William Dickson

1730- 1803.Born on 20 September 1730, he was the eldest son of Archibald Dickson of Pontefract, Yorkshire, a baker of Scottish descent, and of his wife, Ann Lambert. He was the brother of Admiral Archibald Dickson and Lieutenant-General John Dickson of the East India Company, and the father of Rear-Admiral Sir Archibald Collingwood Dickson.

Dickson was commissioned lieutenant on 31 December 1755 and saw a great deal of his early service under Admiral Sir George Pocock. On 10 May 1765 he was promoted commander of the Swallow 10, and on 2 May 1766 was posted captain of the Jersey 60, Commodore Richard Spry, having joined that ship the month before with the rank of commander. Serving in the Mediterranean where Spry was the peace-time commander-in-chief, he retained that command for the usual period of three years prior to being paid off in December 1769.

He thereafter remained unemployed for the next ten years until appointed to succeed his brother in command of the Greyhound 28 on 25 September 1779, that frigate having recently returned from North America. After sailing from Portsmouth at the end of the year with Admiral Sir George Rodney’s fleet, the Greyhound was detached with the West Indian trade and transports on 4 January 1780, thereby missing the Moonlight Battle off Cape St. Vincent on 16 January, although she was present at the Battle of Martinique on 17 April.

Dickson fought at the Battle of Martinique in 1780

As a consequence of Rodney’s reorganisation of the fleet following the Battle of Martinique, Dickson was placed in temporary command of the Terrible 74 from 20 April 1780, and he served in the subsequent Leeward Islands campaign, including the fleet skirmishes in May where his ship lost three men killed and nine wounded. After the death of Captain Thomas Watson in the action with the French on 19 May he was appointed to the Conqueror 74, sailing for Jamaica with three other sail of the line to collect a convoy numbering one hundred and ten ships. Departing Bluefields in early September, the homeward-bound voyage coincided with the Great Hurricanes during October that decimated the fleet, so that by the time the Conqueror reached Portsmouth on 15 November she only had in company the Magnificent 74, Captain John Elphinstone, and thirty vessels from the convoy. During the voyage she had lost sixty men to sickness, her mainmast had gone by the board, and she had required a hundred men to bale her out every day after her pumps had become choked. She had also collected what was described as ‘a good many men from the sea’ whose ships had foundered. In early December she sailed for Plymouth to be docked, there being no room for her at Portsmouth.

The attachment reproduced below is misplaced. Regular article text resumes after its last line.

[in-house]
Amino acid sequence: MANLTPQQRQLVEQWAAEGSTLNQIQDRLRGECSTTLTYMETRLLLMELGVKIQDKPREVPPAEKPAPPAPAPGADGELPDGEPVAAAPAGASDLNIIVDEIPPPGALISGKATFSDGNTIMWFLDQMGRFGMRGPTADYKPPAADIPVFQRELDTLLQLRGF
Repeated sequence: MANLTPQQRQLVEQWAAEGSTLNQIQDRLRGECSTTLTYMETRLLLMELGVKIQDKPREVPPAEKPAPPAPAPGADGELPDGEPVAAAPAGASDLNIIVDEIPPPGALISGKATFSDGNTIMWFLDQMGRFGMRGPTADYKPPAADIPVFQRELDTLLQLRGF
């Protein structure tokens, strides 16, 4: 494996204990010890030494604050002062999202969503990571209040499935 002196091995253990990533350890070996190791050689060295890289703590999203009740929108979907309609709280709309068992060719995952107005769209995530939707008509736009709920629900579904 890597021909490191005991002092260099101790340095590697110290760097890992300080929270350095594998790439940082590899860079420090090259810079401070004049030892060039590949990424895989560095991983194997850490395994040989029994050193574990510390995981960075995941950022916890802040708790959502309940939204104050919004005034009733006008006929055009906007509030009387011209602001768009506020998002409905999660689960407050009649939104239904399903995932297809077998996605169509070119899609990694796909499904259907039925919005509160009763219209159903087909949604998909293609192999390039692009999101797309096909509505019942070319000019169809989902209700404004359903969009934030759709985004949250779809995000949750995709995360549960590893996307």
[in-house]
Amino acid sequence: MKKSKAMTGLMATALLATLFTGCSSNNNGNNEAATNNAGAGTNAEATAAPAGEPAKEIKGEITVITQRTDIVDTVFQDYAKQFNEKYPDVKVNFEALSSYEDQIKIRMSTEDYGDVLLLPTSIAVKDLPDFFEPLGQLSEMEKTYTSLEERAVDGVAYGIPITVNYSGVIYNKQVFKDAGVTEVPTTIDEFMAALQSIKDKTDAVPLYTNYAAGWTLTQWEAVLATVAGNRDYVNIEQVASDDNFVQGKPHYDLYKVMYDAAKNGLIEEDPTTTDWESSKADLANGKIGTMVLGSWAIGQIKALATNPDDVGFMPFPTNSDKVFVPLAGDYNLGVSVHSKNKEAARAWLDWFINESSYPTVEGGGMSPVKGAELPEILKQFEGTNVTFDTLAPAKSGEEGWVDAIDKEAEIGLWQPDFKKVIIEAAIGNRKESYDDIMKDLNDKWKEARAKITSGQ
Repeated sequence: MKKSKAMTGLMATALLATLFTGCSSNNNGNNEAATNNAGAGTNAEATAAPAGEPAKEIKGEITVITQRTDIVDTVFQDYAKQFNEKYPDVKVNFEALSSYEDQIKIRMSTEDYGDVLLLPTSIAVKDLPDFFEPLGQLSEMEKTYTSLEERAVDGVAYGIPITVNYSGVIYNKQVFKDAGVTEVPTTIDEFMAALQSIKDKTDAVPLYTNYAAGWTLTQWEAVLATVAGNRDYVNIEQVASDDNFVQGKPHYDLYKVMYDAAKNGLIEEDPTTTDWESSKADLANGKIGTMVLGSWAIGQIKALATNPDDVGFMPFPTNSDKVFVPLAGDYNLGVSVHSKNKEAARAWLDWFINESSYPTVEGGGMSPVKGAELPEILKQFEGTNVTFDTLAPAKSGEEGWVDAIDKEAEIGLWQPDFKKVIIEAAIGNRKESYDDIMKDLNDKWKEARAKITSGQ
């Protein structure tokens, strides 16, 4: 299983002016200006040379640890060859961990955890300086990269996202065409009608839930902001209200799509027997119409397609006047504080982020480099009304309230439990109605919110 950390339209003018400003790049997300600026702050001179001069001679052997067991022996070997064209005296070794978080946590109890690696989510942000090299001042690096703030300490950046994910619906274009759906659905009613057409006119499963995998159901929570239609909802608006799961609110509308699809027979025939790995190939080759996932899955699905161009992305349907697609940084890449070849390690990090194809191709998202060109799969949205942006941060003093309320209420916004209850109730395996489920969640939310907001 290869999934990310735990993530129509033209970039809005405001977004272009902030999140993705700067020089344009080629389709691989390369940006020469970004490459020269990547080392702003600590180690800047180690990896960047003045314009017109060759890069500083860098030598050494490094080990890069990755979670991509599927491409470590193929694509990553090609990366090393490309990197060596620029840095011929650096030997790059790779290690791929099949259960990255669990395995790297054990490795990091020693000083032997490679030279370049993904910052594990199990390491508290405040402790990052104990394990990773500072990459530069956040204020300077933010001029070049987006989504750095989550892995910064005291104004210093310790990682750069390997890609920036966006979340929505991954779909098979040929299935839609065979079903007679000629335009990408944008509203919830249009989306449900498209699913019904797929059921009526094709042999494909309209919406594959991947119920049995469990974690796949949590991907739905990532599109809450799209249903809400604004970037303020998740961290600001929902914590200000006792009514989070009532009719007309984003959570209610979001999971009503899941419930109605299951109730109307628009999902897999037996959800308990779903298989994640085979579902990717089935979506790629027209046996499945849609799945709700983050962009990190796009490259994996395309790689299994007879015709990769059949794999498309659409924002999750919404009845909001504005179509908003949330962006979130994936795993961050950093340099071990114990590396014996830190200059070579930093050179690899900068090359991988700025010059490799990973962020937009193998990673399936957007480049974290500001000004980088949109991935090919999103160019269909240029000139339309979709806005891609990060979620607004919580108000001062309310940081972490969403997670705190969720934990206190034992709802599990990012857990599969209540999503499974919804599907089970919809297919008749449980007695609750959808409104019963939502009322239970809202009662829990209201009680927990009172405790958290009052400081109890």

In the late spring of 1781 Dickson was appointed to the newly commissioned Sampson 64 which was launched at Woolwich in May, and which at the end of July took on her ordnance at Blackstakes. Departing Harwich for the Dutch coast on 8 August, just three days after the Battle of the Doggersbank, she was employed in the North Sea under Vice-Admiral Hyde Parker before entering Harwich in September. She then proceeded to the Nore prior to joining Commodore Hon. Keith Stewart’s squadron off the Texel. By the beginning of December she was at Elsinore to collect the Baltic convoy, and she returned to the Yarmouth Roads with one hundred and seventy vessels before Dickson left her in January 1782 to be replaced by Captain John Harvey.

In September 1782 he was appointed to the new Standard 64 which was building at Deptford, and which was launched in early October to be fitted out at Woolwich. She arrived in the Downs from the Thames on 24 January 1783 but did not see any active service before the war ended that month. Instead she began guard ship service at Plymouth. This was a largely uneventful commission, although during the spring of 1784 she broke from her moorings and got on shore, and on 19 December 1785 the boatswain of the sloop Fortune by the name of Moffat was hung aboard the Standard in the Hamoaze after being condemned to death for striking a lieutenant. The Standard was paid off in September 1786.

Dickson was promoted rear-admiral on 1 February 1793, vice-admiral on 4 July 1794, and admiral on 14 February 1799. He died aged 74 on 25 May 1803 at his residence of Sydenham House, near Kelso in the Scottish borders.

By his first wife, Jane Collingwood of Alnham, Northumberland, who he had married on 11 November 1765 at Morpeth, he had issue Captain William Dickson, who married his cousin, Elizabeth, in 1791 but was killed on Saint-Domingue in 1795, Rear-Admiral Sir Archibald Collingwood Dickson, and General Sir Alexander Dickson, in addition to two younger daughters and an older son who did not survive childhood. His first wife died on 12 April 1782 and he had a further five children by his second wife, Elizabeth Charteris, whom he married in 1786. His residence was at Sydenham House, Kelso.

Thank you to David Adams and to Kirsty Carter for providing information on the Dickson family